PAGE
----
Deepwater Horizon Spill Changes Florida Minds
TALLAHASSEE, Fla. - Government leaders, emergency personnel and cleanup experts are meeting in Tallahassee today to discuss the best ways to respond if, and when, the Deepwater Horizon oil spill strikes Florida beaches. A new poll shows the spill may have swayed many Florida voters. Fifty-five percent now oppose drilling off Florida's coast, while 35 percent support it - almost a complete reversal from polling results one year ago.
Even some politicians are singing a different tune. Steve Bousquet, Capitol Bureau Chief for the St. Petersburg "Times," reports that both the incoming speaker of the Florida House, Dean Cannon, and the next Senate president, Mike Haridopolos, have backed off from their efforts to bring drilling closer to Florida's shores.
"Any likelihood of drilling, the bottom has fallen completely out. And that's to be expected. They're now hands-off drilling, and they will be for a very long time."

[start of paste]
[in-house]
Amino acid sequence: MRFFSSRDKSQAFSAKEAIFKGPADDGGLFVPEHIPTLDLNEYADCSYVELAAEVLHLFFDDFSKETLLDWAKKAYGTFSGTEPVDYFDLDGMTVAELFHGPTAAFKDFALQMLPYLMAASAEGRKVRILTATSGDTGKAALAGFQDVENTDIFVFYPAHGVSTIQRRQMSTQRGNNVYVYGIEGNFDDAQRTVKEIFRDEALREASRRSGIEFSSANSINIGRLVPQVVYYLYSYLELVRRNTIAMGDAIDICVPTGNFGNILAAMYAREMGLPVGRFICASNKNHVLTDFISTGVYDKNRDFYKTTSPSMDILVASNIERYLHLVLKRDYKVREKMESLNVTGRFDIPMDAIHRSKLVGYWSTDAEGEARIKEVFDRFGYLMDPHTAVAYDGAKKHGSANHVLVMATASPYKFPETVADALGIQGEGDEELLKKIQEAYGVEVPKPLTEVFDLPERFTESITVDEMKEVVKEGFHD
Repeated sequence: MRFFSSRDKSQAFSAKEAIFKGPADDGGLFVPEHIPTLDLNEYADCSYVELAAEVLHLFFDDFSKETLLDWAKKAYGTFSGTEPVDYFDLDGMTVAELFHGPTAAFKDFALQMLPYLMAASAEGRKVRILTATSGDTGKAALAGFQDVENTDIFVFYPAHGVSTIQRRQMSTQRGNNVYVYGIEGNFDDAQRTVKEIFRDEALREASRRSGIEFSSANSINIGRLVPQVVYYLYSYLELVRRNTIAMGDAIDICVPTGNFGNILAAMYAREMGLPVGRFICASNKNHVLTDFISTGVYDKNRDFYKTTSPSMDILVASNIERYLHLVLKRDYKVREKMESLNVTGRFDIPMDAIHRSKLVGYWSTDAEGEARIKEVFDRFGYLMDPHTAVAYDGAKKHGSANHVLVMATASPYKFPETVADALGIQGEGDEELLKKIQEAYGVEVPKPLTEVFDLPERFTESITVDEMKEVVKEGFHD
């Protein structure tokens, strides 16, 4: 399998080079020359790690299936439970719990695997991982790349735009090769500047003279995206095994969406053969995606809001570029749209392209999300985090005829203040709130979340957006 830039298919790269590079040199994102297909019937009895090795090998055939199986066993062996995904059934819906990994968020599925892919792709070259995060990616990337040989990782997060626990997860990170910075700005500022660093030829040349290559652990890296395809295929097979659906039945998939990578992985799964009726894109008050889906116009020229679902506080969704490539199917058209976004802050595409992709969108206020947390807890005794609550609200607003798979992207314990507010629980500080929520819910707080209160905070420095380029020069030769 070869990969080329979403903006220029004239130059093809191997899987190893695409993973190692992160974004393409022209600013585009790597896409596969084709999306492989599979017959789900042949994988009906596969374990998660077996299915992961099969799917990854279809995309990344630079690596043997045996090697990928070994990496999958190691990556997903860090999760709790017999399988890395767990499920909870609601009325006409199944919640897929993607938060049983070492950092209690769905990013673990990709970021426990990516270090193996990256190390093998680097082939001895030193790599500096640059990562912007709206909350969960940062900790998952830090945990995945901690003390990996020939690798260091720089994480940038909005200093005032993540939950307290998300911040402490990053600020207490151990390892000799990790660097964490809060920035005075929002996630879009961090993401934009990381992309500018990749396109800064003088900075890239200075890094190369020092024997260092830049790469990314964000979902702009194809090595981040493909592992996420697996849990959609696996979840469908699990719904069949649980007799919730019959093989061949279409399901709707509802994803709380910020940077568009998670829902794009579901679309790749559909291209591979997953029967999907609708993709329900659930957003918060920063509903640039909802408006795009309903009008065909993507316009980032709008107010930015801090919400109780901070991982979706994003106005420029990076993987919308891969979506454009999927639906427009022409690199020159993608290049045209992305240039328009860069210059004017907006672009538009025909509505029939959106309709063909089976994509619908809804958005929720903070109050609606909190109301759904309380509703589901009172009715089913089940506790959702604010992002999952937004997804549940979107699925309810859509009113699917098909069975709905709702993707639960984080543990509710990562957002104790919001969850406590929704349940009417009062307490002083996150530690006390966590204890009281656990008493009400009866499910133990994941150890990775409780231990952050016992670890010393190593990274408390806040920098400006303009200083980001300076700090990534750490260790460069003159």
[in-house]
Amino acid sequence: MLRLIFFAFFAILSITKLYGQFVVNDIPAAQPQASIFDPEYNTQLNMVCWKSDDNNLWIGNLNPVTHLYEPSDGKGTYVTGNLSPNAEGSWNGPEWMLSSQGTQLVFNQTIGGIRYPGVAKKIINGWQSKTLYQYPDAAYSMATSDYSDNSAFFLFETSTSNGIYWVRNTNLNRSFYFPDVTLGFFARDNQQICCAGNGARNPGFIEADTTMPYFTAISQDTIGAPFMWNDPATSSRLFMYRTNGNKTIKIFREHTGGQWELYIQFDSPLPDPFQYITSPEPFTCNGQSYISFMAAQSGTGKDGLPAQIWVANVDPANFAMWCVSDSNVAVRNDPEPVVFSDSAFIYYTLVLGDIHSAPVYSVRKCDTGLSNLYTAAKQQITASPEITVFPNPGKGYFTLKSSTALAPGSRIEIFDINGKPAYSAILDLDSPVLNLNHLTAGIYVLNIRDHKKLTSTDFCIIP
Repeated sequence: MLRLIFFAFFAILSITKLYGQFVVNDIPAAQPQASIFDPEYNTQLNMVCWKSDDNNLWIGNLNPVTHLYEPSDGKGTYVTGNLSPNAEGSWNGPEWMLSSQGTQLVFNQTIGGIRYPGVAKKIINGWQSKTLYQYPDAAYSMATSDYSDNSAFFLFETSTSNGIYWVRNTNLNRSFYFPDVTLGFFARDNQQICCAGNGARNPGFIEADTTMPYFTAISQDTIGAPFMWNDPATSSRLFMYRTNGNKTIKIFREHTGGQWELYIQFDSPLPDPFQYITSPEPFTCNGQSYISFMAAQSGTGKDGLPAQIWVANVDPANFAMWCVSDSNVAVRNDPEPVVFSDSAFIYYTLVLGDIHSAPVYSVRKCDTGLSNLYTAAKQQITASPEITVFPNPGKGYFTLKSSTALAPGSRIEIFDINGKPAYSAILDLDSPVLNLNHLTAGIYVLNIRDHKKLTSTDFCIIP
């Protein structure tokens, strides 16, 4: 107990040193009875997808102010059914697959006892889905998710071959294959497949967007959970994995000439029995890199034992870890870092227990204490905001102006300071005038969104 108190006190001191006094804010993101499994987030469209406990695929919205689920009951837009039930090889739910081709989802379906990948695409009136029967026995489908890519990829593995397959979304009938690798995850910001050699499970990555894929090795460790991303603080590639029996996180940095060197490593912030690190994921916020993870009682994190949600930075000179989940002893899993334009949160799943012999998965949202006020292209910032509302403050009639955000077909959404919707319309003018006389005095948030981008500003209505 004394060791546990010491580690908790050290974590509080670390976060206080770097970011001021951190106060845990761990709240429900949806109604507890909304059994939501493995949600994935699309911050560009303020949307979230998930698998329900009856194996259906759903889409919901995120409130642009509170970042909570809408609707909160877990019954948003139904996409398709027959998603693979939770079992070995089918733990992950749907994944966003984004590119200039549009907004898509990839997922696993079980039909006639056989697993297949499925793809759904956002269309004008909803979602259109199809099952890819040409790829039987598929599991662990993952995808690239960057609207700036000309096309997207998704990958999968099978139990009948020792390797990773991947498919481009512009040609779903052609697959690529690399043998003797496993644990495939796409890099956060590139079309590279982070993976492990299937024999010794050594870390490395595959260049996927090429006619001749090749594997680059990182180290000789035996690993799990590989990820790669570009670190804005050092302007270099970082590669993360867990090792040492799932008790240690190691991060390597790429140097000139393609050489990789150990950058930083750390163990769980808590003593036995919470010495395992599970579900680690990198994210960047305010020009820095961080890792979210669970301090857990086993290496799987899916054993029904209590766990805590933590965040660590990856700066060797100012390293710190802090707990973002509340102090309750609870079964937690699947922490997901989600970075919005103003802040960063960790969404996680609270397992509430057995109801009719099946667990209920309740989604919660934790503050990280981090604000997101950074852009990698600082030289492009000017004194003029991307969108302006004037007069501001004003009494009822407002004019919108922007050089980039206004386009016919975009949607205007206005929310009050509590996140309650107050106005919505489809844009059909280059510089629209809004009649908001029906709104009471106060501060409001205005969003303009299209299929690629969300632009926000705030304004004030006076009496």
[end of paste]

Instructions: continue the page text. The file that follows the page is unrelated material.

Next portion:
Stephen Smith, executive director of the Southern Alliance for Clean Energy, says this threat of economic and environmental disaster should convince politicians to consider clean energy alternatives like greater fuel efficiency, hybrid and electric cars, and bio-diesel.
"It should be an absolute wake-up call that we need to get serious about ending our addiction to fossil fuels. What's important to our national security and our future is that we develop the alternatives, not that we stay locked into high-risk energy choices like offshore drilling."
Bousquet says Florida legislators, particularly in the business-oriented Florida House, considered bills the last two sessions that would have expanded offshore drilling. Now, Gov. Crist may call a special session to consider a constitutional amendment to prohibit drilling, because he says the Deepwater Horizon spill has put the "kibosh on drilling off the Florida coast."